Overview -- The Pioneer VSX-933 7.2-channel AV Receiver offers support for 5.2.2 Dolby Atmos and DTS:X configurations, along with 4K HDR/Dolby Vision pass-through, and a robust selection of wireless streaming options. And with an MSRP under $500, the unit is competitively priced for a 2018 receiver in this class. With that said, there are some 2017 models with similar specs still available for less, and users who want to configure beefier immersive audio setups with more overhead and surround speakers will need to look elsewhere. But if it's a 5.1.2 or standard 7.1 setup you're after, this fully-featured receiver is hard to beat. Recommended.
As Dolby Atmos and DTS:X systems continue to become more and more prevalent, AV receiver manufacturers continue to expand the maximum number of supported speakers on their units -- finally making the dream of a 9.2.4 or 7.2.6 setup a reality. Of course, flagship 13.2-channel receivers come with very hefty price tags, relegating the most expansive home theater rigs to those buyers who happen to have equally expansive wallets.
But that doesn't mean that budget-conscious buyers are completely out of luck when it comes to dipping their toes into the world of immersive audio. Case in point: The Pioneer VSX-933 7.2-Channel AV Receiver.
Though it can't offer the same level of immersion as its beefier siblings, the VSX-933 still provides a great entry-level Dolby Atmos and DTS:X solution, offering support for 5.2.2 speaker configurations, along with comprehensive video pass-through capabilities and a great assortment of wireless music streaming options -- all for a current MSRP of $479.
The VSX-933 is a 7.2-channel AV receiver rated for 165 W/ch (6 ohms, 1 kHz, THD 10 %, 1ch Driven) or 80 W/ch (8 ohms, 20 Hz-20 kHz, THD 0.08 %, 2ch Driven, FTC). From a design perspective, the unit basically looks like every other home theater receiver on the market, taking the form of a basic yet still relatively handsome black box complete with a handy dimmable display screen and requisite knobs for volume and source selections on its front panel. The receiver measures 7-1/8 x 6-13/16 x 14-9/16 inches (W x H x D) and weighs in at 20.7 lbs.
Under the hood, the unit features a Digital Quad-Core 32-bit DSP (Cirrus Logic) and a 384 kHz/32-bit D/A Conversion with AK4458 (AKM). The device includes support for up to a 5.2.2 immersive audio configuration with two ceiling speakers or two up-firing modules. Likewise, users can instead opt for a traditional 7.2 surround sound configuration with two surround back speakers. Meanwhile, a powered Zone 2 option is featured as well with dedicated speaker terminals, allowing customers to connect an additional 2-channel speaker setup to the receiver for use in another room. With that said, when Zone 2 playback is active, Zone 1 becomes limited to 5.1 output.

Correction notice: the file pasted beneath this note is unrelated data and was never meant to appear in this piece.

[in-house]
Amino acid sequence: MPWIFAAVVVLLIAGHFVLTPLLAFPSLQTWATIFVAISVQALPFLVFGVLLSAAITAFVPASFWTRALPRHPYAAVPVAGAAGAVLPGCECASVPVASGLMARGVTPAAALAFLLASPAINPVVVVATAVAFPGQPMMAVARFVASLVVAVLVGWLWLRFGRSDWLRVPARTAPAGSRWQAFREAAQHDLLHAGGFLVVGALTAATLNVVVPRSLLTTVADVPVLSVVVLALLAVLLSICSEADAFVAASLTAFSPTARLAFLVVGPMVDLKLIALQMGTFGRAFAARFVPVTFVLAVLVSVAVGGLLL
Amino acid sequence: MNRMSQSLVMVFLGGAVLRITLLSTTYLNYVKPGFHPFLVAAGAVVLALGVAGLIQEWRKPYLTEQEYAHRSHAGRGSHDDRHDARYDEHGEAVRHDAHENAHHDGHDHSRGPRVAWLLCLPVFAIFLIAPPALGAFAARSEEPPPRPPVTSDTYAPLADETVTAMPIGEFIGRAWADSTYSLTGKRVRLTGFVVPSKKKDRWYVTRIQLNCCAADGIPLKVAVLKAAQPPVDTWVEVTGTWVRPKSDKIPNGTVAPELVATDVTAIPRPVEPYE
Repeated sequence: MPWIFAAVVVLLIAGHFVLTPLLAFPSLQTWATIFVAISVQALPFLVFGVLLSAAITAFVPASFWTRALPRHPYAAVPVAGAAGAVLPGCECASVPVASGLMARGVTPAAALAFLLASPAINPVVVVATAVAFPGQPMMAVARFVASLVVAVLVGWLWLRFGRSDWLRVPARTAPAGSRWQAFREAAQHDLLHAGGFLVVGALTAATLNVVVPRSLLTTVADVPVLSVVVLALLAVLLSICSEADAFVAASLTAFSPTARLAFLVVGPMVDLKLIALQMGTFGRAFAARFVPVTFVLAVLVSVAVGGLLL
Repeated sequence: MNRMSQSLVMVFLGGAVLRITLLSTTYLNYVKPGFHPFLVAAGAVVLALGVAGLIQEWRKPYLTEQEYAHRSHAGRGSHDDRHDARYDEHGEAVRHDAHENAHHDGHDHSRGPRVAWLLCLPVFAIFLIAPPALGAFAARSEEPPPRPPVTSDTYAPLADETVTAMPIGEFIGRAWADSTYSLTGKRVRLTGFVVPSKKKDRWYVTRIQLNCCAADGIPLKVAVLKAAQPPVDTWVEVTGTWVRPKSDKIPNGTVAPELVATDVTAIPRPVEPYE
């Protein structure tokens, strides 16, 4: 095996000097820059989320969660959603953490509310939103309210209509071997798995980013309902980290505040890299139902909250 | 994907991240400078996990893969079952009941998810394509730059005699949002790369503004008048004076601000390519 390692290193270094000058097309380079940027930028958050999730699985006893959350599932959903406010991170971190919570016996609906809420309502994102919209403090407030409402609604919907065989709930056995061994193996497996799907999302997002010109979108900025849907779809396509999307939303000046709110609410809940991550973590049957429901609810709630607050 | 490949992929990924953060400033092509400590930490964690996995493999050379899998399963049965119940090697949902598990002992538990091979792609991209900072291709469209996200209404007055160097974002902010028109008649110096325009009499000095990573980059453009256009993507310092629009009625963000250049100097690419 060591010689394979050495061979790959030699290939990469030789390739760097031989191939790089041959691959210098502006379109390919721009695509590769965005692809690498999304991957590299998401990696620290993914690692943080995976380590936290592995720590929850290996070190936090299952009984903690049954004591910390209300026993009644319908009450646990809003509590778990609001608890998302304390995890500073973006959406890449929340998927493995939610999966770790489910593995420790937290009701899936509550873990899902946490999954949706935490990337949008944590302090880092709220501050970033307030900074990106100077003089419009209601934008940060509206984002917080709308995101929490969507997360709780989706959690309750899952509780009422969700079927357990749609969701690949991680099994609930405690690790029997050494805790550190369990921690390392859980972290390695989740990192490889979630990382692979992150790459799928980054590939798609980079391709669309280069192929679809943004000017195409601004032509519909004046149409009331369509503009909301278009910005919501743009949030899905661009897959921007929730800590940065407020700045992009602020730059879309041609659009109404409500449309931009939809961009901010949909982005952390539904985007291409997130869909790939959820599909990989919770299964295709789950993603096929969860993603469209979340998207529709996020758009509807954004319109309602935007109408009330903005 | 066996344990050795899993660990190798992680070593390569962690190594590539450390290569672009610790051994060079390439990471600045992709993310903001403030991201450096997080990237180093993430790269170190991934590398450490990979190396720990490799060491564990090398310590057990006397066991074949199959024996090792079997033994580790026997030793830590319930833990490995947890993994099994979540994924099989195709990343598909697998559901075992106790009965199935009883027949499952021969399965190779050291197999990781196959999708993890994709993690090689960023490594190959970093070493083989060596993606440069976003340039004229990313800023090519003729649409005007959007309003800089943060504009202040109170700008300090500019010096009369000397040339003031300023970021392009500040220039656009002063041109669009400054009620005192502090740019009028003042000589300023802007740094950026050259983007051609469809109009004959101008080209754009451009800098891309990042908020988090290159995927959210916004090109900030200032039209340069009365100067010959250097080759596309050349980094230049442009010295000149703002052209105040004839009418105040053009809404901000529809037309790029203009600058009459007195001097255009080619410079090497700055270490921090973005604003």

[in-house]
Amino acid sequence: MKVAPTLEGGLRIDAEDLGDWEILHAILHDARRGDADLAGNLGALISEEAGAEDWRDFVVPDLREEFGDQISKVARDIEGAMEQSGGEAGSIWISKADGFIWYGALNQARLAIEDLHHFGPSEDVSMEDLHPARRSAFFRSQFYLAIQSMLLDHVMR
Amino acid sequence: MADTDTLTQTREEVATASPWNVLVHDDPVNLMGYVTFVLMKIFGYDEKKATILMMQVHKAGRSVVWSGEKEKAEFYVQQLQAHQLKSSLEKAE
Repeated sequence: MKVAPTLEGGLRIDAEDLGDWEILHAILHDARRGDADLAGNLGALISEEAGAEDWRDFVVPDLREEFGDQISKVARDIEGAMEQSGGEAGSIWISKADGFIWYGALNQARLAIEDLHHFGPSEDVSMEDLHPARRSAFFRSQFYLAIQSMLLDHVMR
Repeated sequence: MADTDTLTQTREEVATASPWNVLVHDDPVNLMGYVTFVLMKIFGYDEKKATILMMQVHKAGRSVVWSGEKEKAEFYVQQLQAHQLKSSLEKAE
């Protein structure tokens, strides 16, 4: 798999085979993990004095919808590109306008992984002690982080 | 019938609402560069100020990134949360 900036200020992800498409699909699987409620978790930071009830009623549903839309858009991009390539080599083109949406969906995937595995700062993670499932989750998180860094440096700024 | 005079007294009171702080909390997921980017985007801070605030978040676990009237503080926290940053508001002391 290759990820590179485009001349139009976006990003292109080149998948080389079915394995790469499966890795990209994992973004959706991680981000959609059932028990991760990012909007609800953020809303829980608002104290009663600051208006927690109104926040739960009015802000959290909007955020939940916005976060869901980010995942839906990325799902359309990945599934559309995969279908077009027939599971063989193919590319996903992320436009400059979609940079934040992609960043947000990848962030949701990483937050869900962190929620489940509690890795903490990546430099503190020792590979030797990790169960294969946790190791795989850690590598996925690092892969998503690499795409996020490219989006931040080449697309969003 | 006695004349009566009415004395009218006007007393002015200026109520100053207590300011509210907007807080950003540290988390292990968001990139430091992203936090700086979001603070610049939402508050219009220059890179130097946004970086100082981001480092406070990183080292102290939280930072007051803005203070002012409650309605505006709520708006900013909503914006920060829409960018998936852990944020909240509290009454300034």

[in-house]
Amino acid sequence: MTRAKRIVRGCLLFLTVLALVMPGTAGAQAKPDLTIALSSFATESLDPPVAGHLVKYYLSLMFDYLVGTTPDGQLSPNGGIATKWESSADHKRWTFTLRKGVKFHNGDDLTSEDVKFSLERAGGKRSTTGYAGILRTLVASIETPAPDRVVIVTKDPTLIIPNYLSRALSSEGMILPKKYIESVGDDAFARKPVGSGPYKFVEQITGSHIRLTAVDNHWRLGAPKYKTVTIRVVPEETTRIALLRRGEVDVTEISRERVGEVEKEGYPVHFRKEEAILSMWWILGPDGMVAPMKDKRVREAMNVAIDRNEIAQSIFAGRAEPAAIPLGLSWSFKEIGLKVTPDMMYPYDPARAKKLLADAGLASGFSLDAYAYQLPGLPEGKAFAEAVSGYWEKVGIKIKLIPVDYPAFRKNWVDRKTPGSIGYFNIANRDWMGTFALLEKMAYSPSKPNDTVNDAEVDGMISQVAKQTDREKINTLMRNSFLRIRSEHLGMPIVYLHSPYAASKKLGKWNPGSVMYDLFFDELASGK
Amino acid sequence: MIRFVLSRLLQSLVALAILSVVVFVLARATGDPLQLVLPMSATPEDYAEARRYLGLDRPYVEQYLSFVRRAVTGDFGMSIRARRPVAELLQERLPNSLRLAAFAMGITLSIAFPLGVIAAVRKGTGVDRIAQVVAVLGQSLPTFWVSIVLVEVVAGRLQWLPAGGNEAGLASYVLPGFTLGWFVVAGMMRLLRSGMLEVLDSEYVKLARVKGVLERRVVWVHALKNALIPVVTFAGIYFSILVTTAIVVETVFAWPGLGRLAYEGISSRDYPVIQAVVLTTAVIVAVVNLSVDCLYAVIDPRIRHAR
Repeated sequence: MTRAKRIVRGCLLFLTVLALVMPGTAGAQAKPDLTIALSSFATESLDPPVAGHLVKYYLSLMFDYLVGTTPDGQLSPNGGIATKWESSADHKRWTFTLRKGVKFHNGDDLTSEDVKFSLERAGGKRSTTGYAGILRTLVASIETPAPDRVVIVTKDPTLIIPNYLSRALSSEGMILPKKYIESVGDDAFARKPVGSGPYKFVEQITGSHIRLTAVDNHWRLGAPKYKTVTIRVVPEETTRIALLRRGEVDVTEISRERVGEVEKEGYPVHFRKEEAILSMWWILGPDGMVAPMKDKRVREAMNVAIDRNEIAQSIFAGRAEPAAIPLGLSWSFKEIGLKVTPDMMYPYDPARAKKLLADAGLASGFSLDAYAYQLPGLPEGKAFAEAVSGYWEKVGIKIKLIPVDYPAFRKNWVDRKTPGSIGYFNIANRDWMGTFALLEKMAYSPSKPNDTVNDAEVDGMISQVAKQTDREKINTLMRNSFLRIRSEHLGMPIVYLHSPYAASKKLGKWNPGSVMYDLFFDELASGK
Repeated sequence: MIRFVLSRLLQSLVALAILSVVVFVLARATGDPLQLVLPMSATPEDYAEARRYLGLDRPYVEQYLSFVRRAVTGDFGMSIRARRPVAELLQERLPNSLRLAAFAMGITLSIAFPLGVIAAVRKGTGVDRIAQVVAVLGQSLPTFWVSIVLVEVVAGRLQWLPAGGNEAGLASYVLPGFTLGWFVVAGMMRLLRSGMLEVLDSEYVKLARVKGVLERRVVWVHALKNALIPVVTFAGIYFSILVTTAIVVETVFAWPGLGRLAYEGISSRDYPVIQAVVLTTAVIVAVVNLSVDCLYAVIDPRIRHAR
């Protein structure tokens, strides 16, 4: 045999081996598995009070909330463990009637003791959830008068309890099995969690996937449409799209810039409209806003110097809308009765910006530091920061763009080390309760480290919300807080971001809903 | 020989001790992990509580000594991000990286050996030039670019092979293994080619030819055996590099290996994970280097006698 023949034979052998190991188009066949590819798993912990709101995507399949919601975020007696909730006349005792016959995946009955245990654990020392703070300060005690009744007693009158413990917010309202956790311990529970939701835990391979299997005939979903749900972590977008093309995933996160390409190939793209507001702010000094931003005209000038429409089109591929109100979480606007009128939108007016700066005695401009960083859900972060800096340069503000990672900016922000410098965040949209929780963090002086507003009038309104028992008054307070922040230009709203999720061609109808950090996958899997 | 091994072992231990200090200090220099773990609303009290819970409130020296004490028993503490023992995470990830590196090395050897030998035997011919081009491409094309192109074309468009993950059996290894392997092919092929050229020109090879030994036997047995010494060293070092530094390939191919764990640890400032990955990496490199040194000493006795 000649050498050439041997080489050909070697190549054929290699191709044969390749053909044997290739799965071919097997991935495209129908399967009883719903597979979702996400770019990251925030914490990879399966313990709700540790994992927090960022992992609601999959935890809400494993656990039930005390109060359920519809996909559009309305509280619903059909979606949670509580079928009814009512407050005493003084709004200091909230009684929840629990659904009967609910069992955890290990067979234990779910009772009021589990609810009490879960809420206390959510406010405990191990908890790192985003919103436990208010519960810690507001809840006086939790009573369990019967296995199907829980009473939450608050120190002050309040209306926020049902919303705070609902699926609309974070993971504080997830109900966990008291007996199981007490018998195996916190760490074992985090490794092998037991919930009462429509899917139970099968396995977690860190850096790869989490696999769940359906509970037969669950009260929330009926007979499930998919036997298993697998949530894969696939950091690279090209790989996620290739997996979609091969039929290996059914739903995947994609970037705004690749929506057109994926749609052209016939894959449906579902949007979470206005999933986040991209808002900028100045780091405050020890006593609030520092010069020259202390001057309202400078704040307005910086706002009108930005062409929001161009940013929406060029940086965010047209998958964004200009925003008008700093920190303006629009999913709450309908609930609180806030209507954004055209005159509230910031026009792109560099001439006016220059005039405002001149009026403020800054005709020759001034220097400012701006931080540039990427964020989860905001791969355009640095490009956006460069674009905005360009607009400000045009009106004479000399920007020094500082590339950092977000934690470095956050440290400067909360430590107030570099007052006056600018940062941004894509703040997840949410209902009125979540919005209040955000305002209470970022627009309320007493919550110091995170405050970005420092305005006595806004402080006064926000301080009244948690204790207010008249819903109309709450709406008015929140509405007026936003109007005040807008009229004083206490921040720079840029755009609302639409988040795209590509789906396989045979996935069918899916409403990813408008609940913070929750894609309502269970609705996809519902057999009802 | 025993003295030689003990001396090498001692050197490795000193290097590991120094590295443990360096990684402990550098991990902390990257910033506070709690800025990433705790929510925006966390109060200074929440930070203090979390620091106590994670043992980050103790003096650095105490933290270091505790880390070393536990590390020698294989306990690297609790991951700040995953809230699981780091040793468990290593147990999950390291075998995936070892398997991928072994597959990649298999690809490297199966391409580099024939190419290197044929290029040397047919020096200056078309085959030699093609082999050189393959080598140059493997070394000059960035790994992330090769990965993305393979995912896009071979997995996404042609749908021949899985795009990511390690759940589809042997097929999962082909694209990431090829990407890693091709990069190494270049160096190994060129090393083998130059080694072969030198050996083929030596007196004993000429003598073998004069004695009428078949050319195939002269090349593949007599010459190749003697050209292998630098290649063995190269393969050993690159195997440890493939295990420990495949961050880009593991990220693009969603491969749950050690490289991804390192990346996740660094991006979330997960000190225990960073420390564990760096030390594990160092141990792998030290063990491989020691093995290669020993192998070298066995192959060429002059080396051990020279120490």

Beyond traditional speaker terminals, rear connectivity options include 6 HDMI inputs; 1 HDMI ARC output; 1 component input; 2 composite AV inputs; 4 analog audio inputs; 1 phono audio input; 1 optical digital audio input; 1 coaxial digital audio input; 2 subwoofer pre-outs; a USB port; and an Ethernet port. Meanwhile, front connectivity options include a USB port; an MCACC setup mic input; a mini stereo jack input; and a headphone output. Integrated 5GHz/2.4GHz Wi-Fi and Bluetooth 4.1 + LE wireless connectivity are featured as well via an adjustable rear antenna.
All of the HDMI inputs offer HDCP 2.2 compliance with support for 4K Ultra HD (4K/60p/4:4:4/24-bit, 4K/24p/4:4:4/36-bit, 4K/60p/4:2:0/36-bit), HDR10, Dolby Vision, HLG, and BT.2020 Wide Color Gamut signal pass-through. Likewise, the device can upscale 1080p signals to Ultra HD.
When it comes to playback, the VSX-933 supports all the major players, including Dolby Atmos, Dolby TrueHD, Dolby Digital Plus, DTS:X, DTS-HD Master Audio, and DTS decoding, along with support for the Dolby Surround and DTS Neural:X up-mixing formats. Beyond surround sound, the unit offers support for up to 192 kHz/24-bit ALAC, AIFF, FLAC, WAV (RIFF), and 5.6 MHz DSD via USB and Network connections.
The receiver also includes a standard remote control which maintains the more simplified design layout that Pioneer and Onkyo have been using in recent years. Finally, an indoor FM antenna, an AM loop antenna, and a speaker setup microphone are all included as well.